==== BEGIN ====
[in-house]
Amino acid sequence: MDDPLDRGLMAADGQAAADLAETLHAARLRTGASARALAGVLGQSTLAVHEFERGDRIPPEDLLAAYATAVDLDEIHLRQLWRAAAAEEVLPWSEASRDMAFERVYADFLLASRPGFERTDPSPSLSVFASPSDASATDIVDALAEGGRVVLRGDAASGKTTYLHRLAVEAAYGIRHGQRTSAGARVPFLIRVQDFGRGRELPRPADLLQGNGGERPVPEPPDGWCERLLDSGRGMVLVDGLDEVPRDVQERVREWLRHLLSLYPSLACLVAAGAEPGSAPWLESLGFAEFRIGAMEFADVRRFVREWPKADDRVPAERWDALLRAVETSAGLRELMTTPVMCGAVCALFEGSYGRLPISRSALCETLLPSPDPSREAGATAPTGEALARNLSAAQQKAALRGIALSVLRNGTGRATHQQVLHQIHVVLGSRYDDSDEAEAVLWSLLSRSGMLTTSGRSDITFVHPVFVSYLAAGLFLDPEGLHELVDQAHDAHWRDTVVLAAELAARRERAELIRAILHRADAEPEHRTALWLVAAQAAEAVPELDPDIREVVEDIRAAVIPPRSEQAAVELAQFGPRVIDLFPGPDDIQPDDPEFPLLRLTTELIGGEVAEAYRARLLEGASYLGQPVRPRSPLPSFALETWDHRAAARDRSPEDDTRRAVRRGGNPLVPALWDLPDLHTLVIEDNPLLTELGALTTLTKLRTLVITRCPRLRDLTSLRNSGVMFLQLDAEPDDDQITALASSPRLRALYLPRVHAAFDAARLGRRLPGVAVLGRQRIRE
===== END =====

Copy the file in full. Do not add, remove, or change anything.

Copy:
[in-house]
Amino acid sequence: MDDPLDRGLMAADGQAAADLAETLHAARLRTGASARALAGVLGQSTLAVHEFERGDRIPPEDLLAAYATAVDLDEIHLRQLWRAAAAEEVLPWSEASRDMAFERVYADFLLASRPGFERTDPSPSLSVFASPSDASATDIVDALAEGGRVVLRGDAASGKTTYLHRLAVEAAYGIRHGQRTSAGARVPFLIRVQDFGRGRELPRPADLLQGNGGERPVPEPPDGWCERLLDSGRGMVLVDGLDEVPRDVQERVREWLRHLLSLYPSLACLVAAGAEPGSAPWLESLGFAEFRIGAMEFADVRRFVREWPKADDRVPAERWDALLRAVETSAGLRELMTTPVMCGAVCALFEGSYGRLPISRSALCETLLPSPDPSREAGATAPTGEALARNLSAAQQKAALRGIALSVLRNGTGRATHQQVLHQIHVVLGSRYDDSDEAEAVLWSLLSRSGMLTTSGRSDITFVHPVFVSYLAAGLFLDPEGLHELVDQAHDAHWRDTVVLAAELAARRERAELIRAILHRADAEPEHRTALWLVAAQAAEAVPELDPDIREVVEDIRAAVIPPRSEQAAVELAQFGPRVIDLFPGPDDIQPDDPEFPLLRLTTELIGGEVAEAYRARLLEGASYLGQPVRPRSPLPSFALETWDHRAAARDRSPEDDTRRAVRRGGNPLVPALWDLPDLHTLVIEDNPLLTELGALTTLTKLRTLVITRCPRLRDLTSLRNSGVMFLQLDAEPDDDQITALASSPRLRALYLPRVHAAFDAARLGRRLPGVAVLGRQRIRE